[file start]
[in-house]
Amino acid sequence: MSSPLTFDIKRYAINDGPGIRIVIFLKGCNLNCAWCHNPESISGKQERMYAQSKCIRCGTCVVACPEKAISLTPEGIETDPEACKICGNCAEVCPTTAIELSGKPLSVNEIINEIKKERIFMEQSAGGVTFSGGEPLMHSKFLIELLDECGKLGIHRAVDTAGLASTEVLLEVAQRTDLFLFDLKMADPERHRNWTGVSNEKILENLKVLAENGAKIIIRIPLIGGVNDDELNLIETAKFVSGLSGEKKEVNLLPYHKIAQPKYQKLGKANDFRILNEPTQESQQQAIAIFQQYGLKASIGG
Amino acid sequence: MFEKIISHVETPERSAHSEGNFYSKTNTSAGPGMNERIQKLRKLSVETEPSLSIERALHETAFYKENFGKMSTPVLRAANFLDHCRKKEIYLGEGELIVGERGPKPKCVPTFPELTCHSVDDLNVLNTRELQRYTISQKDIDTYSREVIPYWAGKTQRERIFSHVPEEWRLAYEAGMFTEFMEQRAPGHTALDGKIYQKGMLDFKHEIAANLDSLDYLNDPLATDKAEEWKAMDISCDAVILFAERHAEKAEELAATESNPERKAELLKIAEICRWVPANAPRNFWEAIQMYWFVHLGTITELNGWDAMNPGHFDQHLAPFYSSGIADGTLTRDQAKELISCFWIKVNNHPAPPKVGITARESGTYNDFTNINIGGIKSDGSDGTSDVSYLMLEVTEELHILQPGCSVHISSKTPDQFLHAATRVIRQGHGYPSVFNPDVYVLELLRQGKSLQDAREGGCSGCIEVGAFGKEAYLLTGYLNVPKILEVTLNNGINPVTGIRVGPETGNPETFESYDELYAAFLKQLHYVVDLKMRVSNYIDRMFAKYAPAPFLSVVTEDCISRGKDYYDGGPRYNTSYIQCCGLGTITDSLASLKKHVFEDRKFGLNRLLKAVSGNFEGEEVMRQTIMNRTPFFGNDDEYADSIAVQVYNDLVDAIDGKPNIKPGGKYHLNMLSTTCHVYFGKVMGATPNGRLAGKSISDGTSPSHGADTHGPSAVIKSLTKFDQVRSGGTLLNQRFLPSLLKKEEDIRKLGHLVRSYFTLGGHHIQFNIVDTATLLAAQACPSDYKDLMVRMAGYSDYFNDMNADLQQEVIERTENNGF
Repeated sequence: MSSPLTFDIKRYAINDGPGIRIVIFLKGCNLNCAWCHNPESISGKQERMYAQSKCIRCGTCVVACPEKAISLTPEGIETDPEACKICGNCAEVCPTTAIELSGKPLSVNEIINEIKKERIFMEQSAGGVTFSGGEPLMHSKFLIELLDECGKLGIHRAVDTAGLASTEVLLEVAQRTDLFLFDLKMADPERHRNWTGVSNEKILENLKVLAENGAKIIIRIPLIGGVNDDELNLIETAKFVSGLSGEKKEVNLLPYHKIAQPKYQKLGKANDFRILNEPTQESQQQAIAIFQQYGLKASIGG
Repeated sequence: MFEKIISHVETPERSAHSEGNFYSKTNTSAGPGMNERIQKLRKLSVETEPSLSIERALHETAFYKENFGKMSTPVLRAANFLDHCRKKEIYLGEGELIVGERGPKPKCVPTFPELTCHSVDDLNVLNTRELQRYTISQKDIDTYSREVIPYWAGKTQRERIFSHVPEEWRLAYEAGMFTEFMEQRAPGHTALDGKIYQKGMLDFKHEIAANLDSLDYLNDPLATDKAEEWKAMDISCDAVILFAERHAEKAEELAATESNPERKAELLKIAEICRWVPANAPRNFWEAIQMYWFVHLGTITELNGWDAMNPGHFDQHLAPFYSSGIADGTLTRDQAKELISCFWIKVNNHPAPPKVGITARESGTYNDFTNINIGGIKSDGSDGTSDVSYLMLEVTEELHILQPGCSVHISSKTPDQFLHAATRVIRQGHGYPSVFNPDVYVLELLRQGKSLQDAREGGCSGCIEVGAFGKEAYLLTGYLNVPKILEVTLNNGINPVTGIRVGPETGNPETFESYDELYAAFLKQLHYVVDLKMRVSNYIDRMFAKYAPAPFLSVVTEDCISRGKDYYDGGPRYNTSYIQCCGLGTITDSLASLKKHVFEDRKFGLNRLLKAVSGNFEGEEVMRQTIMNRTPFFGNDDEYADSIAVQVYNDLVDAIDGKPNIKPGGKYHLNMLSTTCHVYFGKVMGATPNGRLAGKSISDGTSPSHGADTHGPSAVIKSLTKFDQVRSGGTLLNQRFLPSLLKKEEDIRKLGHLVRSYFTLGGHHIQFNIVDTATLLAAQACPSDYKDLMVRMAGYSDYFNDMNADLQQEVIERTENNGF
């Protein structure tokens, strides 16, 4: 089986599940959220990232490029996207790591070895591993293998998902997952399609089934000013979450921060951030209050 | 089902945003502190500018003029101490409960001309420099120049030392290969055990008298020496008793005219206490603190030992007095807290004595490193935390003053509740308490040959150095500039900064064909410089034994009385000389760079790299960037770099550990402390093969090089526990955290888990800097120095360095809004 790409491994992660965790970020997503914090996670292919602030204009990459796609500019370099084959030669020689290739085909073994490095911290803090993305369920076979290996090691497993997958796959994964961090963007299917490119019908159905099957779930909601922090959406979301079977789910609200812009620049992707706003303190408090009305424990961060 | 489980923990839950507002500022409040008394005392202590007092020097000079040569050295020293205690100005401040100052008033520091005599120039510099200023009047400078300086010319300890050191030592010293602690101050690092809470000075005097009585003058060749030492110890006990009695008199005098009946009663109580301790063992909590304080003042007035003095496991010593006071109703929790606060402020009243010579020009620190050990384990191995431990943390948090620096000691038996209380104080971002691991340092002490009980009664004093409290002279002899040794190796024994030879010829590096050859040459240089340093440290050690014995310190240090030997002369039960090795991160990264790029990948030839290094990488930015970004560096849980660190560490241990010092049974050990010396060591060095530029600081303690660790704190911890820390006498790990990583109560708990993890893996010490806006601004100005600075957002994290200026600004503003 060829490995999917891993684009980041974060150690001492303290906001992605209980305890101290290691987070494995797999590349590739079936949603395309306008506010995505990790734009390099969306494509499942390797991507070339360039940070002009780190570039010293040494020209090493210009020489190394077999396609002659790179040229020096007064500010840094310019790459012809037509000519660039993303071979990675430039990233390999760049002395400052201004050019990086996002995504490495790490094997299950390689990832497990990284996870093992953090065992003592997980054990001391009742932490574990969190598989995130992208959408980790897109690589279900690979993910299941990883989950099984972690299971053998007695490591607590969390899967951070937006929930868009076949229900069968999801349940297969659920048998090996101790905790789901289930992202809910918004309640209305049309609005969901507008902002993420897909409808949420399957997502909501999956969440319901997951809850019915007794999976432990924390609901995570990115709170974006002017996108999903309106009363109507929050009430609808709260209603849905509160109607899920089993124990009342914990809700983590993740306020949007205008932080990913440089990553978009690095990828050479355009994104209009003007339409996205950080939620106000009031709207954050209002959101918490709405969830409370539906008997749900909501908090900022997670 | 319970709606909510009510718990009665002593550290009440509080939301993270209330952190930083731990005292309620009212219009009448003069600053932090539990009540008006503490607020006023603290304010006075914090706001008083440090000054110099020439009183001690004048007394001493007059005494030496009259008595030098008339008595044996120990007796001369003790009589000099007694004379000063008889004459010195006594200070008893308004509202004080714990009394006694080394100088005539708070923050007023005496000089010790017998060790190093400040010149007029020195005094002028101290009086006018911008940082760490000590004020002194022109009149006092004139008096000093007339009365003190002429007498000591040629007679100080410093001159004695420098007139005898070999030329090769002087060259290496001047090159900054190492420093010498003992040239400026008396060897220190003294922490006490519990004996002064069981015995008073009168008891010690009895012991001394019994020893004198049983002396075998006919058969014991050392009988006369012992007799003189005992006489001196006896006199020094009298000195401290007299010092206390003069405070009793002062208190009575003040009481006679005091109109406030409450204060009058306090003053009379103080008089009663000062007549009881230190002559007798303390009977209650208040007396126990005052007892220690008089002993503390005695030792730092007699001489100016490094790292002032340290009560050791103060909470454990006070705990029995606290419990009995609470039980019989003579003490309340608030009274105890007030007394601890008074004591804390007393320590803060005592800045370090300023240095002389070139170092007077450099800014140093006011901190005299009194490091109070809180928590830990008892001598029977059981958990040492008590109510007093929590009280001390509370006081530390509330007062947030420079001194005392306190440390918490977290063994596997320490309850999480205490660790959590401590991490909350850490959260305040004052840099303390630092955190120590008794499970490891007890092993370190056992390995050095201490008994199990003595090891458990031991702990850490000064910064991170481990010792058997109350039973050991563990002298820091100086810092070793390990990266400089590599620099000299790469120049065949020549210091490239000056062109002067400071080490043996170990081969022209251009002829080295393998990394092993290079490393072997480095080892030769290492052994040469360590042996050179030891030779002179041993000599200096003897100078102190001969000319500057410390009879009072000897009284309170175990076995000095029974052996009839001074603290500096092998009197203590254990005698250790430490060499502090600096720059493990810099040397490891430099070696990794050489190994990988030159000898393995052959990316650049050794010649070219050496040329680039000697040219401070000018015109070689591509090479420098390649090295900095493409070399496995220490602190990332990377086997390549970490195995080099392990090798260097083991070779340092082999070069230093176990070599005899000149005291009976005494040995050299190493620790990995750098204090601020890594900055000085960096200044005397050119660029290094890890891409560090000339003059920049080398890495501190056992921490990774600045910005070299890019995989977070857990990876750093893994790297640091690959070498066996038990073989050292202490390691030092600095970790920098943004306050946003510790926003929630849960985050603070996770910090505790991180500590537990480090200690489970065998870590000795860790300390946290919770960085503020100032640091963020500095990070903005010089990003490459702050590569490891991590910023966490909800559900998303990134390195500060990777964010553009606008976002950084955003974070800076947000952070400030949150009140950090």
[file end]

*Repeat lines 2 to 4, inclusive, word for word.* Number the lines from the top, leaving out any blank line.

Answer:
Amino acid sequence: MSSPLTFDIKRYAINDGPGIRIVIFLKGCNLNCAWCHNPESISGKQERMYAQSKCIRCGTCVVACPEKAISLTPEGIETDPEACKICGNCAEVCPTTAIELSGKPLSVNEIINEIKKERIFMEQSAGGVTFSGGEPLMHSKFLIELLDECGKLGIHRAVDTAGLASTEVLLEVAQRTDLFLFDLKMADPERHRNWTGVSNEKILENLKVLAENGAKIIIRIPLIGGVNDDELNLIETAKFVSGLSGEKKEVNLLPYHKIAQPKYQKLGKANDFRILNEPTQESQQQAIAIFQQYGLKASIGG
Amino acid sequence: MFEKIISHVETPERSAHSEGNFYSKTNTSAGPGMNERIQKLRKLSVETEPSLSIERALHETAFYKENFGKMSTPVLRAANFLDHCRKKEIYLGEGELIVGERGPKPKCVPTFPELTCHSVDDLNVLNTRELQRYTISQKDIDTYSREVIPYWAGKTQRERIFSHVPEEWRLAYEAGMFTEFMEQRAPGHTALDGKIYQKGMLDFKHEIAANLDSLDYLNDPLATDKAEEWKAMDISCDAVILFAERHAEKAEELAATESNPERKAELLKIAEICRWVPANAPRNFWEAIQMYWFVHLGTITELNGWDAMNPGHFDQHLAPFYSSGIADGTLTRDQAKELISCFWIKVNNHPAPPKVGITARESGTYNDFTNINIGGIKSDGSDGTSDVSYLMLEVTEELHILQPGCSVHISSKTPDQFLHAATRVIRQGHGYPSVFNPDVYVLELLRQGKSLQDAREGGCSGCIEVGAFGKEAYLLTGYLNVPKILEVTLNNGINPVTGIRVGPETGNPETFESYDELYAAFLKQLHYVVDLKMRVSNYIDRMFAKYAPAPFLSVVTEDCISRGKDYYDGGPRYNTSYIQCCGLGTITDSLASLKKHVFEDRKFGLNRLLKAVSGNFEGEEVMRQTIMNRTPFFGNDDEYADSIAVQVYNDLVDAIDGKPNIKPGGKYHLNMLSTTCHVYFGKVMGATPNGRLAGKSISDGTSPSHGADTHGPSAVIKSLTKFDQVRSGGTLLNQRFLPSLLKKEEDIRKLGHLVRSYFTLGGHHIQFNIVDTATLLAAQACPSDYKDLMVRMAGYSDYFNDMNADLQQEVIERTENNGF
Repeated sequence: MSSPLTFDIKRYAINDGPGIRIVIFLKGCNLNCAWCHNPESISGKQERMYAQSKCIRCGTCVVACPEKAISLTPEGIETDPEACKICGNCAEVCPTTAIELSGKPLSVNEIINEIKKERIFMEQSAGGVTFSGGEPLMHSKFLIELLDECGKLGIHRAVDTAGLASTEVLLEVAQRTDLFLFDLKMADPERHRNWTGVSNEKILENLKVLAENGAKIIIRIPLIGGVNDDELNLIETAKFVSGLSGEKKEVNLLPYHKIAQPKYQKLGKANDFRILNEPTQESQQQAIAIFQQYGLKASIGG